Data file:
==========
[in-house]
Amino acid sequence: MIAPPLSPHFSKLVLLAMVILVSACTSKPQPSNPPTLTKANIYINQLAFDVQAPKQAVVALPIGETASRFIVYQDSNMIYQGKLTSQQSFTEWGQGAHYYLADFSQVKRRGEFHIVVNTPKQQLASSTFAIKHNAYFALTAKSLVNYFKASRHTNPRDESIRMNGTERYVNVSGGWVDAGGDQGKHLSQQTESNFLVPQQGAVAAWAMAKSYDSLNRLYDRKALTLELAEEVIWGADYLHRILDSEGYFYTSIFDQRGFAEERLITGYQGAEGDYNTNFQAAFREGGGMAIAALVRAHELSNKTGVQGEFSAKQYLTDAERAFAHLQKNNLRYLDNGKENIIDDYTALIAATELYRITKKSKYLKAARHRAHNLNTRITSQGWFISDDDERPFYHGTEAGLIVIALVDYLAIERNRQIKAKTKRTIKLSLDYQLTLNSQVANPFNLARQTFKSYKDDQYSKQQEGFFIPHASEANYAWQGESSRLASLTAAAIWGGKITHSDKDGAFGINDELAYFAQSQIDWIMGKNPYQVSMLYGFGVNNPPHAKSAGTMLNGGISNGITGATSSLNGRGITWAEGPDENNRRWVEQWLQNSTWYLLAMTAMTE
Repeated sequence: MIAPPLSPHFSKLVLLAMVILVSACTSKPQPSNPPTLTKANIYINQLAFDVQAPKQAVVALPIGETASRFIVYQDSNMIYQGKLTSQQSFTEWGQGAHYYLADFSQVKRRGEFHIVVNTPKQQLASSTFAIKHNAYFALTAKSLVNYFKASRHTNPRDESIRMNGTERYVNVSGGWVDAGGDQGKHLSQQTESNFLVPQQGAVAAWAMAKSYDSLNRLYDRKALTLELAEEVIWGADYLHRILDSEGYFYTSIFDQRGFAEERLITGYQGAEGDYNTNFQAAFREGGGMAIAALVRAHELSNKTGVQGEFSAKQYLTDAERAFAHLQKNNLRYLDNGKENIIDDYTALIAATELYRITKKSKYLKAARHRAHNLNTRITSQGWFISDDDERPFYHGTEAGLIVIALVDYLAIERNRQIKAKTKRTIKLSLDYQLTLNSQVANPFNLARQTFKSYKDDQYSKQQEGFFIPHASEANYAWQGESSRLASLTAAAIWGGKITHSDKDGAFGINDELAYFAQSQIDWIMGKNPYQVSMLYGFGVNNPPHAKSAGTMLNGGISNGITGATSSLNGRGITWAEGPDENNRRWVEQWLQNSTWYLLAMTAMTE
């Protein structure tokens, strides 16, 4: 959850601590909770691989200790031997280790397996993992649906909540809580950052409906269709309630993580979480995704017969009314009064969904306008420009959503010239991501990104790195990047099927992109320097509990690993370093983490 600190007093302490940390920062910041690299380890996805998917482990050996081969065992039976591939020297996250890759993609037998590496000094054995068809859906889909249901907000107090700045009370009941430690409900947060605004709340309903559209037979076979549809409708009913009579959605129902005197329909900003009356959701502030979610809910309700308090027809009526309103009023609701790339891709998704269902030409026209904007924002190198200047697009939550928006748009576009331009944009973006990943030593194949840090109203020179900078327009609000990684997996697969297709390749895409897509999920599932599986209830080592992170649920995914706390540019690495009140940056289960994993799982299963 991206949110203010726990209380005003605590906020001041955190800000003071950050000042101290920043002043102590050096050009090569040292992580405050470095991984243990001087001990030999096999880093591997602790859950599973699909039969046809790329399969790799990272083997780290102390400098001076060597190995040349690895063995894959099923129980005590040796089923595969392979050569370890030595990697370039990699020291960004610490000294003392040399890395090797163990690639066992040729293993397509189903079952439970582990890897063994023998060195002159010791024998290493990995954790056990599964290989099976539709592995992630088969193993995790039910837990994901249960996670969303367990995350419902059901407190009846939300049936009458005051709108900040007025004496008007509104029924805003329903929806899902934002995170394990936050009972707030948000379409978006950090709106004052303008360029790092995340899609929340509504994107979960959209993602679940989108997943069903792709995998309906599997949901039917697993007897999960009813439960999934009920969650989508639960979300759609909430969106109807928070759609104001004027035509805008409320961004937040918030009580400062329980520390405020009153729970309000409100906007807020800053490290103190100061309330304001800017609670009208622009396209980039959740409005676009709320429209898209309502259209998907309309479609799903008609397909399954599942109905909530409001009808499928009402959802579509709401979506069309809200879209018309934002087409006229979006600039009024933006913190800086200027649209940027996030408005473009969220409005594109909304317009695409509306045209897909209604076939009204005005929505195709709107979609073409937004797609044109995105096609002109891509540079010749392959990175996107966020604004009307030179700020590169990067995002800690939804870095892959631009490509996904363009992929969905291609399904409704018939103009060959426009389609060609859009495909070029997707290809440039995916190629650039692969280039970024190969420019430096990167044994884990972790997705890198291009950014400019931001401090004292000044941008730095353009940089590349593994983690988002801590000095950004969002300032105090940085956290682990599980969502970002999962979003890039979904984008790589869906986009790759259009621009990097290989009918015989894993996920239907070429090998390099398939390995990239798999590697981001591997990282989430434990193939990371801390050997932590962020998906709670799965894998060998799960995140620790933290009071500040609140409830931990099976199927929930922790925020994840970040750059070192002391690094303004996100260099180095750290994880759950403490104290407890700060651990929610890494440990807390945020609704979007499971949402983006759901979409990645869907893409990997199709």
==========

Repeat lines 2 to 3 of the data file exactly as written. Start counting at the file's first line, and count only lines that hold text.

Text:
Amino acid sequence: MIAPPLSPHFSKLVLLAMVILVSACTSKPQPSNPPTLTKANIYINQLAFDVQAPKQAVVALPIGETASRFIVYQDSNMIYQGKLTSQQSFTEWGQGAHYYLADFSQVKRRGEFHIVVNTPKQQLASSTFAIKHNAYFALTAKSLVNYFKASRHTNPRDESIRMNGTERYVNVSGGWVDAGGDQGKHLSQQTESNFLVPQQGAVAAWAMAKSYDSLNRLYDRKALTLELAEEVIWGADYLHRILDSEGYFYTSIFDQRGFAEERLITGYQGAEGDYNTNFQAAFREGGGMAIAALVRAHELSNKTGVQGEFSAKQYLTDAERAFAHLQKNNLRYLDNGKENIIDDYTALIAATELYRITKKSKYLKAARHRAHNLNTRITSQGWFISDDDERPFYHGTEAGLIVIALVDYLAIERNRQIKAKTKRTIKLSLDYQLTLNSQVANPFNLARQTFKSYKDDQYSKQQEGFFIPHASEANYAWQGESSRLASLTAAAIWGGKITHSDKDGAFGINDELAYFAQSQIDWIMGKNPYQVSMLYGFGVNNPPHAKSAGTMLNGGISNGITGATSSLNGRGITWAEGPDENNRRWVEQWLQNSTWYLLAMTAMTE
Repeated sequence: MIAPPLSPHFSKLVLLAMVILVSACTSKPQPSNPPTLTKANIYINQLAFDVQAPKQAVVALPIGETASRFIVYQDSNMIYQGKLTSQQSFTEWGQGAHYYLADFSQVKRRGEFHIVVNTPKQQLASSTFAIKHNAYFALTAKSLVNYFKASRHTNPRDESIRMNGTERYVNVSGGWVDAGGDQGKHLSQQTESNFLVPQQGAVAAWAMAKSYDSLNRLYDRKALTLELAEEVIWGADYLHRILDSEGYFYTSIFDQRGFAEERLITGYQGAEGDYNTNFQAAFREGGGMAIAALVRAHELSNKTGVQGEFSAKQYLTDAERAFAHLQKNNLRYLDNGKENIIDDYTALIAATELYRITKKSKYLKAARHRAHNLNTRITSQGWFISDDDERPFYHGTEAGLIVIALVDYLAIERNRQIKAKTKRTIKLSLDYQLTLNSQVANPFNLARQTFKSYKDDQYSKQQEGFFIPHASEANYAWQGESSRLASLTAAAIWGGKITHSDKDGAFGINDELAYFAQSQIDWIMGKNPYQVSMLYGFGVNNPPHAKSAGTMLNGGISNGITGATSSLNGRGITWAEGPDENNRRWVEQWLQNSTWYLLAMTAMTE